“Dreamweavers” takes the viewer on a strange and enchanting course through the worlds of dreams, nightmares and imagination. The visually appealing combination of sculpture, digital media (great light-boxes), photography and painting should be a source of inspiration for every IDM student.


“Landscapes and Vignettes” – etchings, dry point and aquatints by John Farmer. The extensive collection on display is a testament to what can be achieved by skill, dedication and attention to detail. The tonal range he achieved in his prints is remarkable - a must see.


“The Syndicate” - a sculpture installation by Simon Gilby. There are ten life-size human figures made in steel, cast pewter and resin. The steel filigree work and surface patterning combined with clever lighting brings the figures alive. Shame photography is not allowed in the gallery – these figures would have been perfect for the B&W assignment.

27 September 2011

LensWork


I am catching up on my reading and have just finished the October 2007 edition of LensWork, a US periodical dedicated to black and white photography. (OK, I am a bit behind in my reading, but I’m working on it!)

Contrary to all predictions, old-fashioned black and white film and traditional darkroom work are having quite a revival. My local photo supplier tells me that he is now selling more film, chemicals and toners than he did 5 years ago.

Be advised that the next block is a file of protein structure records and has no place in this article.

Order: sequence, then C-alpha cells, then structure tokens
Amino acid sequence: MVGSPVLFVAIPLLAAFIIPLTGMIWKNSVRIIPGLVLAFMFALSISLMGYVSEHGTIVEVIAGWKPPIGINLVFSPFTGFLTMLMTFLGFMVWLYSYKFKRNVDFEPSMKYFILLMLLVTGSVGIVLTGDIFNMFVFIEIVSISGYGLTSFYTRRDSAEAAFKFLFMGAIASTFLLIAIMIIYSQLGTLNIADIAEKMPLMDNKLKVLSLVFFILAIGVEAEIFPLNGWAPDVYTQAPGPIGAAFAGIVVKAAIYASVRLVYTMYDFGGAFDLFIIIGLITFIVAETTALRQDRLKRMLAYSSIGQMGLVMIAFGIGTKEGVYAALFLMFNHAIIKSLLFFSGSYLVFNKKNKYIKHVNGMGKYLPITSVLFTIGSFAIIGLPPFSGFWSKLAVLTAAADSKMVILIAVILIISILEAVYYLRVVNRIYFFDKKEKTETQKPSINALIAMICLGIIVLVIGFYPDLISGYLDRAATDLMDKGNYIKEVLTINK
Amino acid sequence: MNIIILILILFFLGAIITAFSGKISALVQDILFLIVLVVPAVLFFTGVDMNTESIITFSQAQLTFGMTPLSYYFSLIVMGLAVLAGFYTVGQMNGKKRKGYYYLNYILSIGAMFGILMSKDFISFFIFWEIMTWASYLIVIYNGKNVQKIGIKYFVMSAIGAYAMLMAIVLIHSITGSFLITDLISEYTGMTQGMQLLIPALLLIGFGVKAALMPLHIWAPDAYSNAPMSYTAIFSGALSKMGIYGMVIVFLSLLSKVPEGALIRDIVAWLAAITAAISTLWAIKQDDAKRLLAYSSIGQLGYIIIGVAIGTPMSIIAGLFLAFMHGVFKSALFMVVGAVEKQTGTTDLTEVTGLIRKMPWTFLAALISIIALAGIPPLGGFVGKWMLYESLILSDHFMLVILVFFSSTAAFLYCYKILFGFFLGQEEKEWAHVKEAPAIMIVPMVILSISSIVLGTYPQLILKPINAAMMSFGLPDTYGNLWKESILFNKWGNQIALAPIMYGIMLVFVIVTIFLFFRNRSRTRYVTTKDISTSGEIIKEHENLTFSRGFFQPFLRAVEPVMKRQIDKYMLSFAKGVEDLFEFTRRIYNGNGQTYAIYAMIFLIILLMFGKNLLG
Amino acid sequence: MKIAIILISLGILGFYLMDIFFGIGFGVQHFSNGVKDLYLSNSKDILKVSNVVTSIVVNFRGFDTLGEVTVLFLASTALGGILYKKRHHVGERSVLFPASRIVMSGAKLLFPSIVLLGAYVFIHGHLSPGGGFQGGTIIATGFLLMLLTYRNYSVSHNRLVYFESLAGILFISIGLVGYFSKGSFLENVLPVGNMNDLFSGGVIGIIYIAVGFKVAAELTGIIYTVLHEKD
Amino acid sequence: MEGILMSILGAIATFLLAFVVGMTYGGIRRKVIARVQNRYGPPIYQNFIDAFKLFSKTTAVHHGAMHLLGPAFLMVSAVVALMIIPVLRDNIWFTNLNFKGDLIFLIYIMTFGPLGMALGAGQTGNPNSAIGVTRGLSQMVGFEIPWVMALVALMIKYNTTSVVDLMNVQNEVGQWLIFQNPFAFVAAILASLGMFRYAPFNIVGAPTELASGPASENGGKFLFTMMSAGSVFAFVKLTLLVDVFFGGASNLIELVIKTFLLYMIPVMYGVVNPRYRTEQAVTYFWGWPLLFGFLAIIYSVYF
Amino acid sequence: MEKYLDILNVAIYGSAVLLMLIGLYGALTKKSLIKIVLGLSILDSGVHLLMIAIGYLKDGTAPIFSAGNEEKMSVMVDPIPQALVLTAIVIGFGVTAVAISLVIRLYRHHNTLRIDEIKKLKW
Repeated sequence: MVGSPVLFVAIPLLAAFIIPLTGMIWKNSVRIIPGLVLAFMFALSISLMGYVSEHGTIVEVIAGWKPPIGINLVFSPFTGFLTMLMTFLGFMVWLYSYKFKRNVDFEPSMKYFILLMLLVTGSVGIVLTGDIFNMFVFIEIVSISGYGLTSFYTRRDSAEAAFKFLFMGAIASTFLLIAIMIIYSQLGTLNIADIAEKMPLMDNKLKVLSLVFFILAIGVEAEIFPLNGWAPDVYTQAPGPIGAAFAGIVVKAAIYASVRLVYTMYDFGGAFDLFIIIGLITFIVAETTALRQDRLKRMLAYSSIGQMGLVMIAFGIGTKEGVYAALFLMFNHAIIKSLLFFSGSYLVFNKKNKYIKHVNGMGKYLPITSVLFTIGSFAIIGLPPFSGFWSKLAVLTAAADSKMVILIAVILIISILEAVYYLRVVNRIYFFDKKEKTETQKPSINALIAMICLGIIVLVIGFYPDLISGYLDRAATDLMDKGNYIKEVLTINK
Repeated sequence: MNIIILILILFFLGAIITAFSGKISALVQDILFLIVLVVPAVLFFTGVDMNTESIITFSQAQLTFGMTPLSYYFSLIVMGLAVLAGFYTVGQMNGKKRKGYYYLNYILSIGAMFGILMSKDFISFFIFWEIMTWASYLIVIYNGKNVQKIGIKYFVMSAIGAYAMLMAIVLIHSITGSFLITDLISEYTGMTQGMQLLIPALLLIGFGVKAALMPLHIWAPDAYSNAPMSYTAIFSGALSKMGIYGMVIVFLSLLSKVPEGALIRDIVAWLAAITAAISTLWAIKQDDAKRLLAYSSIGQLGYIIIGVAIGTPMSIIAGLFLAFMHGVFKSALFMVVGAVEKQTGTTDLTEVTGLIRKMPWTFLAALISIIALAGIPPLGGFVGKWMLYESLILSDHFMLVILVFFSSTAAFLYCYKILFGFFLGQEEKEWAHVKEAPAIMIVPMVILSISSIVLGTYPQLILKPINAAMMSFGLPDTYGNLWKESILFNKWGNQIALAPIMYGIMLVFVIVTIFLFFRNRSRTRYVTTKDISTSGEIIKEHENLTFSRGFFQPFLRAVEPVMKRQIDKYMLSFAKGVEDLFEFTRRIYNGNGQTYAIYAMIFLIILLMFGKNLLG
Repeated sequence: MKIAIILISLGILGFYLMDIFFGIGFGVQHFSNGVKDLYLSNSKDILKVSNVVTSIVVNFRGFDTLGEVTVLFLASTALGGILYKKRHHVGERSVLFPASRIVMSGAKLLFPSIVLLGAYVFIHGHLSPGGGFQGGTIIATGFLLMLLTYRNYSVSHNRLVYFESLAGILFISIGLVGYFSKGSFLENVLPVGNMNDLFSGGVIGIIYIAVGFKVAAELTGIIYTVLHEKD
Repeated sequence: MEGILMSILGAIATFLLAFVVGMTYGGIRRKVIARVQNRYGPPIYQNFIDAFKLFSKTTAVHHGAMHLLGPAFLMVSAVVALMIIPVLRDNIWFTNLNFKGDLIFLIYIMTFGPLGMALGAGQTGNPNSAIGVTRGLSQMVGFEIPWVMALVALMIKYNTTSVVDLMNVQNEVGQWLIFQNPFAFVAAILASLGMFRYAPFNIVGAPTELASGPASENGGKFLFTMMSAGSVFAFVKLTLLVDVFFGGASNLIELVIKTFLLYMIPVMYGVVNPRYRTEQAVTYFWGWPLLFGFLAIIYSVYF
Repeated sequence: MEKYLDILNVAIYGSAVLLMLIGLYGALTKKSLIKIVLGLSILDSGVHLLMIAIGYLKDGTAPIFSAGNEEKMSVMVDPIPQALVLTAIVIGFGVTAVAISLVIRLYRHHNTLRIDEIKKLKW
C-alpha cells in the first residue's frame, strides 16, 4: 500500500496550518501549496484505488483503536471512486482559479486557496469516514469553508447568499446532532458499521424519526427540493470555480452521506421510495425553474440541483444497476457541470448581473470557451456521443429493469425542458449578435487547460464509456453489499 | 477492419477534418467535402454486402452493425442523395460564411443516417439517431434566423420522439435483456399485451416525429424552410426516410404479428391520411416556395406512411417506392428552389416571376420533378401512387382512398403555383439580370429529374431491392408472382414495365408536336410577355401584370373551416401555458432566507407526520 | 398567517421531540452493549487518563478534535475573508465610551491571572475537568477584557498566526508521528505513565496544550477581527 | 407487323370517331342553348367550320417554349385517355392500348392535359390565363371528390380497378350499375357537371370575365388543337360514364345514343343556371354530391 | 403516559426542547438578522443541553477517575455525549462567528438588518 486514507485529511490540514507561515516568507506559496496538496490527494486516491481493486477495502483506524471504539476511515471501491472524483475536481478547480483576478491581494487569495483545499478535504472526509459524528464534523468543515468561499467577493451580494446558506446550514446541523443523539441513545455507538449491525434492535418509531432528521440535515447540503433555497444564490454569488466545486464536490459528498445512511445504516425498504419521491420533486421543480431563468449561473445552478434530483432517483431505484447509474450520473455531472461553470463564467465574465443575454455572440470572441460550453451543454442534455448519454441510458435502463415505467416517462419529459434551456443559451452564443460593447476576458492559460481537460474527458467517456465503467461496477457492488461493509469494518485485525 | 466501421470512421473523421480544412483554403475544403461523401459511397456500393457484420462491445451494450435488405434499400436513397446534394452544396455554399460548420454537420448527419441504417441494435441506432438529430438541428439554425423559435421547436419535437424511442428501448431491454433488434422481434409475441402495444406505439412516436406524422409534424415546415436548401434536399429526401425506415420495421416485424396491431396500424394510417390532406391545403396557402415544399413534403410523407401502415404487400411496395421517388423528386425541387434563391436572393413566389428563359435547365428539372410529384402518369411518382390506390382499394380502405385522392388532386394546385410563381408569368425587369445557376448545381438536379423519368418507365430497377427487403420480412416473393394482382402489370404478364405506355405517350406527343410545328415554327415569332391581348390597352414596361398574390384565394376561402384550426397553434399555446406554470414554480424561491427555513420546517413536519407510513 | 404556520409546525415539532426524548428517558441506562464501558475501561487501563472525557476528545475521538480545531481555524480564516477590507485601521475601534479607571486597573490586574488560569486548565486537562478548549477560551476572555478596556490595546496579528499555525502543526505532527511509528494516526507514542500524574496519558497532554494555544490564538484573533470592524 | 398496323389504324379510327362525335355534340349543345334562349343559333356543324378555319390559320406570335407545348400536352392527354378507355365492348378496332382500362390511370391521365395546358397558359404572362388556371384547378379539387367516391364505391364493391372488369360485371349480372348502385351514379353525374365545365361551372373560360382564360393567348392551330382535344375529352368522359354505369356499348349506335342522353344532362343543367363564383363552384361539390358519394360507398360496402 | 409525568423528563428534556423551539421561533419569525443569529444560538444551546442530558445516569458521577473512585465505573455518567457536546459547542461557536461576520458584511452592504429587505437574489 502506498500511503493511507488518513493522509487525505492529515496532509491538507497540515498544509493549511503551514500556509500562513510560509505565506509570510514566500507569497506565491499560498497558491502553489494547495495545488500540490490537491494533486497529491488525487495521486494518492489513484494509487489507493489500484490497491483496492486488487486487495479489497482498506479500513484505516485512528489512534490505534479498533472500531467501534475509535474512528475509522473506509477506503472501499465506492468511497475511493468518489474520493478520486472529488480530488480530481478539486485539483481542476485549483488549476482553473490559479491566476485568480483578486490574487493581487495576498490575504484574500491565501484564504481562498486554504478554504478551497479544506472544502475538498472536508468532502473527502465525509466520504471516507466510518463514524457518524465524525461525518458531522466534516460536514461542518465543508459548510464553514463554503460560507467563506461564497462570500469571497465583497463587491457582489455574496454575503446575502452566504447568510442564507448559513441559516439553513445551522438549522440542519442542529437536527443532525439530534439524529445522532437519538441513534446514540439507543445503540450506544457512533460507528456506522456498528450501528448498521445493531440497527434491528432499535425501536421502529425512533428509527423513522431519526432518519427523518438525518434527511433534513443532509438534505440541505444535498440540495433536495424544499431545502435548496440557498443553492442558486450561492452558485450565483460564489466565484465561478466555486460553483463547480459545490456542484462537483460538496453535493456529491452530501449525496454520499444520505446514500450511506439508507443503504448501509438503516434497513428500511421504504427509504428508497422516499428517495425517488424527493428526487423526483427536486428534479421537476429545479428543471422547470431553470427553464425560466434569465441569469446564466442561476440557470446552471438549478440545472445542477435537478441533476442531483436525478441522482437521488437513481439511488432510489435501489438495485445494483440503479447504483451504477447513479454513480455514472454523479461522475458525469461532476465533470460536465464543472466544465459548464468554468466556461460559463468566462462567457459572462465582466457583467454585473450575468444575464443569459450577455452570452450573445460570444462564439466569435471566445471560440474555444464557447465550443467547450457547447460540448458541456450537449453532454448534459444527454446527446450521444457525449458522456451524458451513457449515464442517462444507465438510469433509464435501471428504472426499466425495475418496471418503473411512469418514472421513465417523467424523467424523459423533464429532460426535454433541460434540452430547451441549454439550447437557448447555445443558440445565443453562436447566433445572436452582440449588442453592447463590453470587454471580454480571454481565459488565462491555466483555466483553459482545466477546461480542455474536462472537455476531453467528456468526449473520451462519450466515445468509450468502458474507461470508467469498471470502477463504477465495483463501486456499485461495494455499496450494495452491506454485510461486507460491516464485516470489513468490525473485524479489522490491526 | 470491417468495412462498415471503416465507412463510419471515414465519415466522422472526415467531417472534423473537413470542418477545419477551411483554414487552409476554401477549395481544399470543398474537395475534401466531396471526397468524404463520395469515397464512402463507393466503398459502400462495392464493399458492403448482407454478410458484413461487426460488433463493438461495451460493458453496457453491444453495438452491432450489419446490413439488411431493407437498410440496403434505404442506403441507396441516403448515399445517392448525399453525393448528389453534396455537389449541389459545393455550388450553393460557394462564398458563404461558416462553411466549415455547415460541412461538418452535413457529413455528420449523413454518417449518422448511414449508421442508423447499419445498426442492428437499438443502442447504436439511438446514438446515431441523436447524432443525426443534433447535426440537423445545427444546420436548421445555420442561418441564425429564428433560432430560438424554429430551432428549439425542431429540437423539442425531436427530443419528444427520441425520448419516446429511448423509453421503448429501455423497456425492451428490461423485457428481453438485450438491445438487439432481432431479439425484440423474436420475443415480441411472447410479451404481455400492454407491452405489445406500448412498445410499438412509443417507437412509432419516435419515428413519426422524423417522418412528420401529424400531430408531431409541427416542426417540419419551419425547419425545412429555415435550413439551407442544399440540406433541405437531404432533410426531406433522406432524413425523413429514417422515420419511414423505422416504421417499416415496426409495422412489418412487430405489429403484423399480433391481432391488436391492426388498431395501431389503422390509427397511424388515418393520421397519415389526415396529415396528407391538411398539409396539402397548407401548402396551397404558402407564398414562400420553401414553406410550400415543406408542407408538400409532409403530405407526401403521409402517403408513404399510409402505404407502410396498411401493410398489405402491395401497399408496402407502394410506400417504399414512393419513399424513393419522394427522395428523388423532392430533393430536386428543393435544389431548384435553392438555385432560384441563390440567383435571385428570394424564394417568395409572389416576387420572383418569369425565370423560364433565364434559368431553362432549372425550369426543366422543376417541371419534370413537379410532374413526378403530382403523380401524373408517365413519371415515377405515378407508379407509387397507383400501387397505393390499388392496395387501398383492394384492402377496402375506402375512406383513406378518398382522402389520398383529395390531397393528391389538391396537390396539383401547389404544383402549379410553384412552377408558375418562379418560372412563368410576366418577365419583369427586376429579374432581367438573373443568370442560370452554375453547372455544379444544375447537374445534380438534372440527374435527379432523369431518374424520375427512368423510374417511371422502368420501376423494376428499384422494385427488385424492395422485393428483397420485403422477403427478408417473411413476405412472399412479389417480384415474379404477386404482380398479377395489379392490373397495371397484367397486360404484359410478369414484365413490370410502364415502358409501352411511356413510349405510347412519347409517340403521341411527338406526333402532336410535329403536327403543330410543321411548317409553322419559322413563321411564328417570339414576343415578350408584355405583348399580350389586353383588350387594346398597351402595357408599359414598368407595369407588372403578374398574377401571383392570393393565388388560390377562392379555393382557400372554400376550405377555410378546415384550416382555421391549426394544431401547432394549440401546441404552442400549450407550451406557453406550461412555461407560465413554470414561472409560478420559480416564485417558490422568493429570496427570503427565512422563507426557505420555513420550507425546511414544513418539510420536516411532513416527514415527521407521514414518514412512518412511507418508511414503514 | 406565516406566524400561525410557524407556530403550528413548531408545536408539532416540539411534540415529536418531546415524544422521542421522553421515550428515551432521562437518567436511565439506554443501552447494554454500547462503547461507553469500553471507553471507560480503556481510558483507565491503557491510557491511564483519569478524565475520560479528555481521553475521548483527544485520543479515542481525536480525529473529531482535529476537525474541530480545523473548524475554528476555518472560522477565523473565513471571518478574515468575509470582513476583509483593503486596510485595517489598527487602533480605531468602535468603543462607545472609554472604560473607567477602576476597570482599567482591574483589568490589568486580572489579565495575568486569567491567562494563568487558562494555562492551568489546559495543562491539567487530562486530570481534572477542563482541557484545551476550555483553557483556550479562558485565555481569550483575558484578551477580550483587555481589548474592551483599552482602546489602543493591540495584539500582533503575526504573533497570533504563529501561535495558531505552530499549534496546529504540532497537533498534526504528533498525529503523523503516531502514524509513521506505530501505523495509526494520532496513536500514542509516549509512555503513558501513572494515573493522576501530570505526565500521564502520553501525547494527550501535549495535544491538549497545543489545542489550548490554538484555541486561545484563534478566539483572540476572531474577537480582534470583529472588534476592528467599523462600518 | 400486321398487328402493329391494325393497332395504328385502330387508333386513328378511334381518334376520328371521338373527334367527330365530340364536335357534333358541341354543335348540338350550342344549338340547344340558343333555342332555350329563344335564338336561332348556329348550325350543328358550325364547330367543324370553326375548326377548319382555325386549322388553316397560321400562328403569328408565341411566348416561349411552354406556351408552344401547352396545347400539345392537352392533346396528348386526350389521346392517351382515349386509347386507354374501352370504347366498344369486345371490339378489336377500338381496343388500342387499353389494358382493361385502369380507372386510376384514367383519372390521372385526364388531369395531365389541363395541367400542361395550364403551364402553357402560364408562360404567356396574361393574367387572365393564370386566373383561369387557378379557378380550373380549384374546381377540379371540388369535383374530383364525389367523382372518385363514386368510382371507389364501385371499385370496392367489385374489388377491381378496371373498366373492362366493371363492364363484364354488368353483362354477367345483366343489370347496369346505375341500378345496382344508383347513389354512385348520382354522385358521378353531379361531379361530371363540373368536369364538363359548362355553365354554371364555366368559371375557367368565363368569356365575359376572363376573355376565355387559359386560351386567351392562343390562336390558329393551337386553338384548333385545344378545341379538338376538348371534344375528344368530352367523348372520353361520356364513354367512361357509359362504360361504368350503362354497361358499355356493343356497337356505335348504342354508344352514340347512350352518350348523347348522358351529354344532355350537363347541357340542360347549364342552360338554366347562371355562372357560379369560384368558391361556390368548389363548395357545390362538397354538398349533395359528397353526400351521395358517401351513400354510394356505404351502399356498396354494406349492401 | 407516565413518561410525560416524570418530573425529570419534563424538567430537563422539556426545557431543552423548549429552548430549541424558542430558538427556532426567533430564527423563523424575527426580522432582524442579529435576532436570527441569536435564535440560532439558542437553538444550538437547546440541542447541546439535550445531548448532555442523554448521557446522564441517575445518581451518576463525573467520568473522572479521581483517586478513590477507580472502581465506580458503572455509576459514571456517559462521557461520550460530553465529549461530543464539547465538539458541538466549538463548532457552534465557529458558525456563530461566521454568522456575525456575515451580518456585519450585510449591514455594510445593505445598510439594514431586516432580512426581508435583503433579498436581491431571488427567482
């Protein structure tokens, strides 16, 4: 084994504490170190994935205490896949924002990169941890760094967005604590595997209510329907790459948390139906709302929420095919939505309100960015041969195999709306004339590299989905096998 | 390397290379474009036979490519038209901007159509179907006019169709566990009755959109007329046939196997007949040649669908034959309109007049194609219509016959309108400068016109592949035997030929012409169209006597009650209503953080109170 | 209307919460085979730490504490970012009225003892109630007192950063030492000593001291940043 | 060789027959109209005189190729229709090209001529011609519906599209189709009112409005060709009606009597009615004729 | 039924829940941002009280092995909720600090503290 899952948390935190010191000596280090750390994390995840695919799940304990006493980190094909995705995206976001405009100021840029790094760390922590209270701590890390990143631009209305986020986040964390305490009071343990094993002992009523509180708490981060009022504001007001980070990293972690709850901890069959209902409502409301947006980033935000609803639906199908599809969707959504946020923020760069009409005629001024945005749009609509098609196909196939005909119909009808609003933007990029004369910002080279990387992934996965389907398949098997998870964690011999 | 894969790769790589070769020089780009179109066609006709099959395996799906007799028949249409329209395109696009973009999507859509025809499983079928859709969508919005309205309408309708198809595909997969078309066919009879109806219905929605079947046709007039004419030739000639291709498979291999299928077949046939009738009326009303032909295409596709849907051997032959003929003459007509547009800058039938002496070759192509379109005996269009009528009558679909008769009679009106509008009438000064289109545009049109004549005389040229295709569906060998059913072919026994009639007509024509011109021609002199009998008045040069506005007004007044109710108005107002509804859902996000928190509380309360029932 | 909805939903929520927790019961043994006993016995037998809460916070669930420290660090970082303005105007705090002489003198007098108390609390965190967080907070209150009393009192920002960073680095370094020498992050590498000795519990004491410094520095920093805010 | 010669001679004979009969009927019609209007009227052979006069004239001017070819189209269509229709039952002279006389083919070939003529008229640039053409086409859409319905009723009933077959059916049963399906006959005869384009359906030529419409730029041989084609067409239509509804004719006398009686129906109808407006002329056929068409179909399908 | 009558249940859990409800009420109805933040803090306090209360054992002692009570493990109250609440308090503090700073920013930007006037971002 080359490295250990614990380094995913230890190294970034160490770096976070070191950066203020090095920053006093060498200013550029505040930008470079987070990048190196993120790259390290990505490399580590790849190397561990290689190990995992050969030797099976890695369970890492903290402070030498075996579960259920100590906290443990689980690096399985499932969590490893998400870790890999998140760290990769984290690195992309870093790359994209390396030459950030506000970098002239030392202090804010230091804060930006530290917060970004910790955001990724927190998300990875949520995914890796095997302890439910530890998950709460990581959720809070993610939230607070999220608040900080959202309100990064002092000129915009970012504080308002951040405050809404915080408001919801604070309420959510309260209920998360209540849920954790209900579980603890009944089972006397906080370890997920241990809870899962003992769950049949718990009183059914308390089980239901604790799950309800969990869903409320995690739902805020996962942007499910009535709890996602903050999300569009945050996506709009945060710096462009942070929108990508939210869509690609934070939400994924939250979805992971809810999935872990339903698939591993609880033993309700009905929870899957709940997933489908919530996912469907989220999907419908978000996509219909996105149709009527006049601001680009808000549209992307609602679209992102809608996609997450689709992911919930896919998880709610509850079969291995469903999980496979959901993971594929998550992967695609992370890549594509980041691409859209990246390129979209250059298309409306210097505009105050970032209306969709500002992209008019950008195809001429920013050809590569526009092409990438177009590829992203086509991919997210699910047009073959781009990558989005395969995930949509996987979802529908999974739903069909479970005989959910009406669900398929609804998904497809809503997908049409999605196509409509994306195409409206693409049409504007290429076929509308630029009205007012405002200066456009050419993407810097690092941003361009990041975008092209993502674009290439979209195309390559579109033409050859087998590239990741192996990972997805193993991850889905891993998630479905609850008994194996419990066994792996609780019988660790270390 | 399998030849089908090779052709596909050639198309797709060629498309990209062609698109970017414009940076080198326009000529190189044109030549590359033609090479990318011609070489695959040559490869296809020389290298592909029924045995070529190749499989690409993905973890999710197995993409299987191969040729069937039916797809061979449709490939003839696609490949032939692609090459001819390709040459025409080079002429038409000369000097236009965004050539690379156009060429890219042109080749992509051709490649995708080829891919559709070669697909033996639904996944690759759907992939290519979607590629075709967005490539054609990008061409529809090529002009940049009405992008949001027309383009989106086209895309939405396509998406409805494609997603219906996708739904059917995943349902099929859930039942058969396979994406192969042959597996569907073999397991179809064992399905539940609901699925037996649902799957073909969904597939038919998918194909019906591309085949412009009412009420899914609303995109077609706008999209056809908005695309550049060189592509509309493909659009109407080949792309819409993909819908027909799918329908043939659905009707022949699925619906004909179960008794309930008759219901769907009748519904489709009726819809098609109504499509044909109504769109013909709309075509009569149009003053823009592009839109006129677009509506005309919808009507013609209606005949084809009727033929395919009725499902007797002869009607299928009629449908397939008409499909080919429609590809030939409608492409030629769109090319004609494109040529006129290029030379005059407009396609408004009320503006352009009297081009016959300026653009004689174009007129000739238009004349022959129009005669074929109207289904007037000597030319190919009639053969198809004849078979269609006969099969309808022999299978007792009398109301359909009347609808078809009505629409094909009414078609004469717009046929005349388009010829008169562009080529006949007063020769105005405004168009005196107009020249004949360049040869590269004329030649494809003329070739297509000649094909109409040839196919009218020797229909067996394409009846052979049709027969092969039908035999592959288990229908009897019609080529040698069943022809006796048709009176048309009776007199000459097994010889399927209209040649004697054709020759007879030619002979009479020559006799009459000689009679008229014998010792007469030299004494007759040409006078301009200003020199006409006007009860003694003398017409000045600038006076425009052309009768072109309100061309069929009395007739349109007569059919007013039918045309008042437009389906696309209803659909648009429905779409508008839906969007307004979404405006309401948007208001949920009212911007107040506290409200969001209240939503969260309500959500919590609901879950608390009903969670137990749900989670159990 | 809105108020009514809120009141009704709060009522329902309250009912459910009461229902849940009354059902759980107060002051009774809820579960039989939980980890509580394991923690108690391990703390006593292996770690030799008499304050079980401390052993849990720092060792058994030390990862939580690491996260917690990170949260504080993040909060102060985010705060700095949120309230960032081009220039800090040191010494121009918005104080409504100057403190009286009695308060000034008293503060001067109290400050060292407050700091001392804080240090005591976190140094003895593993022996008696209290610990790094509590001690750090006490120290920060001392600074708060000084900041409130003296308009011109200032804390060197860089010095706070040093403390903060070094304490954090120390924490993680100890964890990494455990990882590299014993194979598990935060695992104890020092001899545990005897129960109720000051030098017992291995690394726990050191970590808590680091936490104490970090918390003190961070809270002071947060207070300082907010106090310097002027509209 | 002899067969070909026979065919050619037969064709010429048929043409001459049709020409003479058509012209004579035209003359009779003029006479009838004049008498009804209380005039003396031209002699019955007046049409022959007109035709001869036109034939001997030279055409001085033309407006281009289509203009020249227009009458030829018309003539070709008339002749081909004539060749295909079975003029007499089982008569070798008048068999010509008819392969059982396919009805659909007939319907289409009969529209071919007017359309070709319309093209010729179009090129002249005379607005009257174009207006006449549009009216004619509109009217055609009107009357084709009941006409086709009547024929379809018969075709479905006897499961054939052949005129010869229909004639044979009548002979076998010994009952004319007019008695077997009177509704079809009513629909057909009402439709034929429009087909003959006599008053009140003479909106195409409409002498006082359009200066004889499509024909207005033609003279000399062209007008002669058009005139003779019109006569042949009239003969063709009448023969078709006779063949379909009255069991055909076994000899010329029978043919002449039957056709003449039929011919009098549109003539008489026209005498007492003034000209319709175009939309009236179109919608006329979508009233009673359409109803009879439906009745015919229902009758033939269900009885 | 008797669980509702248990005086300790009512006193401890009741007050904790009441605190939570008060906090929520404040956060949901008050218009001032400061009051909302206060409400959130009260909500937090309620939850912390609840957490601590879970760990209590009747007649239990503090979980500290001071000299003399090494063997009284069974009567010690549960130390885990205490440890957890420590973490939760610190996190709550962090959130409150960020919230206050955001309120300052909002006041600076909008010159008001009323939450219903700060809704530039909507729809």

I’m quite tempted. A few rolls of Kodak TriX or some Ilford HP5 -  - hmm.

Image © PeteM2020

In the meanwhile here are a couple of digital B&W images manipulated in Photoshop. At least I did not end up with smelly and stained hands from the toning process!

Image © PeteM2020

10 September 2011

Dry point


The Paddington Reservoir Sunken Garden offers a relaxing oasis for the community to enjoy with its immaculate landscaping, boardwalk, lighting and furniture. Whilst most communities are busily removing graffiti  - here it has been carefully restored!

This HDR image was taken of the eastern chamber and processed using Photomatix. A dry point plate was then made using that image as a guide. With the plate prepared, a black and white edition was printed on Dutch Etching paper.

One of the prints was scanned and then mixed and matched with the HDR image in Photoshop. This is what I ended up with! 
Image copy PeteM2020
A larger version is on ONE IN THE EYE , my new web site.

08 September 2011

One in the eye

I have now put together my new website showing some of this year’s work. Web design and coding is to me a perfect marriage between art and science. However, despite my typing speed being slow, painfully inaccurate and the coding taking forever – there is a sense of elation when the site is uploaded, working, and there for the world to see. Long live the www!
Image © PeteM2020
The hard part done, I can now “populate” the pages with my art works as they are completed. Here is a link to the site: ONE IN THE EYE